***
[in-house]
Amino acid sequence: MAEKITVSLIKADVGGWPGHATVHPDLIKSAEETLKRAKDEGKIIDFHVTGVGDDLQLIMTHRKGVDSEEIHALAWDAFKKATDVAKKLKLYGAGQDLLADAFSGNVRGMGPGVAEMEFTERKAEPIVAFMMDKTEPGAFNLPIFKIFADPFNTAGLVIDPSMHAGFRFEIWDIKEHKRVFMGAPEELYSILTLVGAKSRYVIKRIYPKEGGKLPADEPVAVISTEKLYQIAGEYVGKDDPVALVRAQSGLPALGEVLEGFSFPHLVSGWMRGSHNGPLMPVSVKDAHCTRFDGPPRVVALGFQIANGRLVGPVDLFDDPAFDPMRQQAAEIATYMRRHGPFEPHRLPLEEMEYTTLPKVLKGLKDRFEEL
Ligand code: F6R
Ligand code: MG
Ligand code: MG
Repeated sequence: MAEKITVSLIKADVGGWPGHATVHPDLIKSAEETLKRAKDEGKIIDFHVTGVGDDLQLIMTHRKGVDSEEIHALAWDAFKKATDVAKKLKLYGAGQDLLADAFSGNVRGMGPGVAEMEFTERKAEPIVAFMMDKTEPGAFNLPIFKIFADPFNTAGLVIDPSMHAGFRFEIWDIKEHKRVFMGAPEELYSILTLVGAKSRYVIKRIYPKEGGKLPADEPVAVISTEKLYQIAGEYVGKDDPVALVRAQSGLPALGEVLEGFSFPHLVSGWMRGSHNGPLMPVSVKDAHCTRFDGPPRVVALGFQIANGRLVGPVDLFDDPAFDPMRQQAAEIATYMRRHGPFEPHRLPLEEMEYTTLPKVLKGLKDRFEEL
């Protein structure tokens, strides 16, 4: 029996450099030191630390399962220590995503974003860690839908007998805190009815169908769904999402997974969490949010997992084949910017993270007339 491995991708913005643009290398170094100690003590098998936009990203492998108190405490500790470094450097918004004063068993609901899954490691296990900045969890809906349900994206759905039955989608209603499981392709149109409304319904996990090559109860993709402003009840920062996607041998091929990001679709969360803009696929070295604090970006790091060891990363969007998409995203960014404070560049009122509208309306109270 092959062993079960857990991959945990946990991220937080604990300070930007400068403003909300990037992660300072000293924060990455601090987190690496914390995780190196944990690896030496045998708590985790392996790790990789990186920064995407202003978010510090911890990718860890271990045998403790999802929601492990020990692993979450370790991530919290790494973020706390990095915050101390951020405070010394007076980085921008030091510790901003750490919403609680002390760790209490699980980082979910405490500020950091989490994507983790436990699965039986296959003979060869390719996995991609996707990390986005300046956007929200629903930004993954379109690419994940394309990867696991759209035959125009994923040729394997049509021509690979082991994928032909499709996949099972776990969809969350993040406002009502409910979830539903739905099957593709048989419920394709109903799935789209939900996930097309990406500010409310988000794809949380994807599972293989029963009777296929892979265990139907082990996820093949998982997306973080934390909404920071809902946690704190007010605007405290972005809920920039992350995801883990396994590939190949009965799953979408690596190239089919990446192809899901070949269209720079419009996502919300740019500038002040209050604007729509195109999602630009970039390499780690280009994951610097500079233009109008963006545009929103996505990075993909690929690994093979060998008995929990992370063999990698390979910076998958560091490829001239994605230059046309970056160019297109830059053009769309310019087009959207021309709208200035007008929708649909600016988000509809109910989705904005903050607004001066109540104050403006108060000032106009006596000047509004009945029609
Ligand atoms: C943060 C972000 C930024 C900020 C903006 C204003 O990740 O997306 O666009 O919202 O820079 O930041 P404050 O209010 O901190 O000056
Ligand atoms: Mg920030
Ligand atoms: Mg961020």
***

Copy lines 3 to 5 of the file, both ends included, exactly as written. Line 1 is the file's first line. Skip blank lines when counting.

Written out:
Ligand code: F6R
Ligand code: MG
Ligand code: MG